},
{
"type": "Paragraph",
"id": "Sx1.p8",
"content": [
"Finally, Part III of the book is focused on applications such as singular\nlimits. Indeed, by scaling the equations by means of appropriately chosen\nreference units, the parameters determining the behaviour of the system become\nevident. Asymptotic analysis and/or singular limits provide a useful tool in\nsituations where these parameters vanish or become infinite. In this part, the\nauthors describe a rigorous mathematical approach to asymptotic analysis in the\ncase of incompressible and inviscid–incompressible limits for the compressible\nNavier–Stokes system with stochastic perturbations."
]
},
{
"type": "Paragraph",
"id": "Sx1.p9",
"content": [
"To conclude, this is the first book in which one can find a complete\ndescription of the available theory on compressible stochastic fluid equations.\nCompared to the previous literature, this is a new point of view that makes the\nbook original and of very high quality. It is a really valuable and much-needed\ncontribution to the literature in the domain. This monograph is built in a\nmasterly manner, in such a way as to provide not only a complete and up-to-date\noverview of the problems under consideration, but also a detailed introduction\nto the topic for the uninitiated reader. The book is very well and rigorously\nstructured, having the excellent attribute of being valuable to both\nexperienced researchers in the domain and to graduate students who wish to\nexplore the different topics in this challenging area of research. Overall, it\nconstitutes an ideal book for researchers (in the broadest sense) who want to\nenlarge their mathematical knowledge of fluid mechanics."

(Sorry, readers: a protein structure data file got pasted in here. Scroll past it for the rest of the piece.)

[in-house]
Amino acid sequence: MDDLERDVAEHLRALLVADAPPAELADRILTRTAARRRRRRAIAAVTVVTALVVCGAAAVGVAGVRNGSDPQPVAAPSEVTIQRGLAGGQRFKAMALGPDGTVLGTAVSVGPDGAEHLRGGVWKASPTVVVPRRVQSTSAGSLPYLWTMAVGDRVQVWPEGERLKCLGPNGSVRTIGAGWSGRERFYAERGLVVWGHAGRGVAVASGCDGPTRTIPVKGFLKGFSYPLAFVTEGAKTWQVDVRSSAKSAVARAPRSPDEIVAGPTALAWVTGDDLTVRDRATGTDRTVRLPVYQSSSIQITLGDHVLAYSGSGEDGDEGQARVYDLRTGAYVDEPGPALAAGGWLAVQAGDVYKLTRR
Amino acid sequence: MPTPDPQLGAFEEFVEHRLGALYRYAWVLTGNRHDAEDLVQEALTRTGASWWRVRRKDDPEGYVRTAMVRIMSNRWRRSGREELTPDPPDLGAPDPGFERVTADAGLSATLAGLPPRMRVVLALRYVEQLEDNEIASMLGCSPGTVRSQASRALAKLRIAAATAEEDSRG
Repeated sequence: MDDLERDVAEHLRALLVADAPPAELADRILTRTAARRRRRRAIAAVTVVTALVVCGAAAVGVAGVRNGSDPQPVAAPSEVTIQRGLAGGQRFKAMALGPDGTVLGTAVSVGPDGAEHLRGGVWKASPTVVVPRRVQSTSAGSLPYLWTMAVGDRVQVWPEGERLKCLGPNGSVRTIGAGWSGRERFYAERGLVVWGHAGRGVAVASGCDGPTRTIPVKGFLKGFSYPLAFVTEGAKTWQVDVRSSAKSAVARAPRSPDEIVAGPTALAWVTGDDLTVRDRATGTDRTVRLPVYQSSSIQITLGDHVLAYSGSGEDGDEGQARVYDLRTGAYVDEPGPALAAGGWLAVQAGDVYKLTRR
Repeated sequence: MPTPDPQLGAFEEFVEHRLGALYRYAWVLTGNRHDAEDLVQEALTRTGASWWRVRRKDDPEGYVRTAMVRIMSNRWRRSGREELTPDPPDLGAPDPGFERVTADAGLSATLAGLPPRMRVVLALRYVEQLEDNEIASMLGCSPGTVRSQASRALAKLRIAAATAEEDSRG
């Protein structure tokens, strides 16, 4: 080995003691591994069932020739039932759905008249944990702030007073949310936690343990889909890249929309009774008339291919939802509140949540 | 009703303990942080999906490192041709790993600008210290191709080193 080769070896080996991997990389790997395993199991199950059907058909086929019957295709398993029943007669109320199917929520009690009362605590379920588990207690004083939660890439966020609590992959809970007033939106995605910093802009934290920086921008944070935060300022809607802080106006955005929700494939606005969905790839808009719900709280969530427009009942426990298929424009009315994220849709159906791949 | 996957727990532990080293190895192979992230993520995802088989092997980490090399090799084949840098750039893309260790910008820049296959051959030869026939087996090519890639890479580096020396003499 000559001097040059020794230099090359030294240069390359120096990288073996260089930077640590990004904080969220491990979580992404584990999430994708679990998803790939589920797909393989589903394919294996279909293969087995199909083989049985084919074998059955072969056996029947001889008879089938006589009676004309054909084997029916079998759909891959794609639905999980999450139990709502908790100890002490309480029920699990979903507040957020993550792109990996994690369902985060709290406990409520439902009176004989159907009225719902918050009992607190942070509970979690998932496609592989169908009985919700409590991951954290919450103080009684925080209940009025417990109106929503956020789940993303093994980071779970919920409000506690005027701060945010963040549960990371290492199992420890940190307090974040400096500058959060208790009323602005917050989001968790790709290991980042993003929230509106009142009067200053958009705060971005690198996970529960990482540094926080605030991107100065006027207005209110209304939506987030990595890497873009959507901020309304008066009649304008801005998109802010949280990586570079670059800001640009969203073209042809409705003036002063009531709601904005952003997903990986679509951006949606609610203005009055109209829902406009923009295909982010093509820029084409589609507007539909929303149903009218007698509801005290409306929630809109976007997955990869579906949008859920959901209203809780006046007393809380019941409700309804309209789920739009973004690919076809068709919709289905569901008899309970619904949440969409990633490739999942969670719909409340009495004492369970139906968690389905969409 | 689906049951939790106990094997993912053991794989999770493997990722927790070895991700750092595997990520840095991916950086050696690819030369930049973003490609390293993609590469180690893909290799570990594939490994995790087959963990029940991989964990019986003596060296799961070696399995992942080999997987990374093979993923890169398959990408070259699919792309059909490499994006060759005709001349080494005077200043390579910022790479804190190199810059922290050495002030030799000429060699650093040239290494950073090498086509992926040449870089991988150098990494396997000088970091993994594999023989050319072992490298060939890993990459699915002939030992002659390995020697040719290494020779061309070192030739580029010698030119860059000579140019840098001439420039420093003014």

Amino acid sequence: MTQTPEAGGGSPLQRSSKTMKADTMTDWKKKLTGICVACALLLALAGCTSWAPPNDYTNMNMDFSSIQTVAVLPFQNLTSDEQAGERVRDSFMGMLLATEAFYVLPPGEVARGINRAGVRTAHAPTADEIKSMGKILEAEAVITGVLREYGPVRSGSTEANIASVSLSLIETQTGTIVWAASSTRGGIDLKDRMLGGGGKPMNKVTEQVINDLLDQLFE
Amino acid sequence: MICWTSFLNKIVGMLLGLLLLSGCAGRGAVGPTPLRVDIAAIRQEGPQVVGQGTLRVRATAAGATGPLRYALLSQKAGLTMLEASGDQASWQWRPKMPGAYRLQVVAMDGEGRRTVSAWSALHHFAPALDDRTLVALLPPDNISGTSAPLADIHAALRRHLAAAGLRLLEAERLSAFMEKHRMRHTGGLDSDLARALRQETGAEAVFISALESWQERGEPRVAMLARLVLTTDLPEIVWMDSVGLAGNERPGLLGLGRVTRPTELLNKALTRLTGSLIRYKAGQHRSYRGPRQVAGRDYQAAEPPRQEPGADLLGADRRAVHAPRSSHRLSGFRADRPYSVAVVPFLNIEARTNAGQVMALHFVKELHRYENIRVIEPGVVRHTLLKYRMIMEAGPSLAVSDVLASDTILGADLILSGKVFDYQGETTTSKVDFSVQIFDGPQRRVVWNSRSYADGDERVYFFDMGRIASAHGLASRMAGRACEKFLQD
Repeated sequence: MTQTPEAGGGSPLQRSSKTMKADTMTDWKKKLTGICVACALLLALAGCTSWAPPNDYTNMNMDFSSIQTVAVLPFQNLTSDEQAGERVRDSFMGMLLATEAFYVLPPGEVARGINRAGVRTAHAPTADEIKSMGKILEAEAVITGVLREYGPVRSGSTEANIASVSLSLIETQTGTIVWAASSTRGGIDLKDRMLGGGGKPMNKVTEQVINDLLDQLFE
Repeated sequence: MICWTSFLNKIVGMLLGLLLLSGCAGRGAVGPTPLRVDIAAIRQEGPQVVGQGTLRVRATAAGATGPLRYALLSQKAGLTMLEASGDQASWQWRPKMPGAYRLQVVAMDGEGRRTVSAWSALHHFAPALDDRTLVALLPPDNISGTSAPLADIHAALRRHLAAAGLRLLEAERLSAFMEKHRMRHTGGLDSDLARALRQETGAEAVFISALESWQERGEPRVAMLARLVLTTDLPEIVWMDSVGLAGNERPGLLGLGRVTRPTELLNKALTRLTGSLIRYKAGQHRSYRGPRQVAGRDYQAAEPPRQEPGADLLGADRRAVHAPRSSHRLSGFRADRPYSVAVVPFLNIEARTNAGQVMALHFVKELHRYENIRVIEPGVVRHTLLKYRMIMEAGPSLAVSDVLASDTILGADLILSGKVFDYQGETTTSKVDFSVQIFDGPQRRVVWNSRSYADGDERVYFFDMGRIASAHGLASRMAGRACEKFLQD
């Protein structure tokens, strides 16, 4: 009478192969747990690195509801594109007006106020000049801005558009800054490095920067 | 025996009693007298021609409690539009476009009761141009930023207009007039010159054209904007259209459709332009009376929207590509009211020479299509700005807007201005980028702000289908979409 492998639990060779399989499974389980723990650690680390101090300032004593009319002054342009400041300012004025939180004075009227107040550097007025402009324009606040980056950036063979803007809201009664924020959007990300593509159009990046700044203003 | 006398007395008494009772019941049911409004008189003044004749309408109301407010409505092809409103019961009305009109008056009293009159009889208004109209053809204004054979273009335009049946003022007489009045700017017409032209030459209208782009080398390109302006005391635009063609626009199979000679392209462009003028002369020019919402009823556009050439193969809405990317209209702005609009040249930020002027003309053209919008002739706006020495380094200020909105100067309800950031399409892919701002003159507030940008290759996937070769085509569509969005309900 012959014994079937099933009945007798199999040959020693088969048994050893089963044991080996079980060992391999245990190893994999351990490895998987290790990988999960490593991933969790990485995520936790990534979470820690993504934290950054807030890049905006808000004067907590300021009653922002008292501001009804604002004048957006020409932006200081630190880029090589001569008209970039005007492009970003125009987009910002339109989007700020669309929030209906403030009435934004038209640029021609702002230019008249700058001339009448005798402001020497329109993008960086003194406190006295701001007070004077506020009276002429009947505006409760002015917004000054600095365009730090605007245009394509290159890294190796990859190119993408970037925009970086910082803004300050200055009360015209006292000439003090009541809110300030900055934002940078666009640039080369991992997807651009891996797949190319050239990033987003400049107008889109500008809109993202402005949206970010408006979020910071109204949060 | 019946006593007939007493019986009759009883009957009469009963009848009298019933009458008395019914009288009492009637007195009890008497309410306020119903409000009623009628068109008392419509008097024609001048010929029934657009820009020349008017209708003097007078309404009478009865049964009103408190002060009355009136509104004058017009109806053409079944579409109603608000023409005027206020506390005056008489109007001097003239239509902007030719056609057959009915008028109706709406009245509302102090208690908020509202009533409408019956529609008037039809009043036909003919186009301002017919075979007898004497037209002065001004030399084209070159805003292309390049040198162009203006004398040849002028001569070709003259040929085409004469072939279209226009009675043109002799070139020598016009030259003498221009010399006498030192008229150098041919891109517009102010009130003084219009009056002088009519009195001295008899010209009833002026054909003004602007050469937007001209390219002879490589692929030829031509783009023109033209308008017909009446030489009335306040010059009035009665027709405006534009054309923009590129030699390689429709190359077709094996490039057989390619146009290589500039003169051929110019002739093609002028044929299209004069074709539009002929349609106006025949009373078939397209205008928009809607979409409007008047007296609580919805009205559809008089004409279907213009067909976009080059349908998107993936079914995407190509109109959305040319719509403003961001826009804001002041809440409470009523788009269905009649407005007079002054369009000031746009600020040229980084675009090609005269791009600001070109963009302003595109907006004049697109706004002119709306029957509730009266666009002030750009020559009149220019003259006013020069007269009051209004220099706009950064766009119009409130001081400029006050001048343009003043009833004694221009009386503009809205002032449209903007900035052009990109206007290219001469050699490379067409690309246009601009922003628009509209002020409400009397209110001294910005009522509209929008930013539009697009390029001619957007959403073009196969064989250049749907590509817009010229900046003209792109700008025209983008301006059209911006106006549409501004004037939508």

]
},
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"id": "Sx1.p10",
"content": [
"Dominic Breit, Eduard Feireisl and Martina Hofmanová,\n",
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"content": [
"Stochastically Forced Compressible Fluid Flows"
]
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".\nDe Gruyter Series in Applied and Numerical\nMathematics 3. De Gruyter,\n2018, 330 pagesISBN 978-3-11-049050-3.\neBook ISBN 978-3-11-049255-2.\n"
]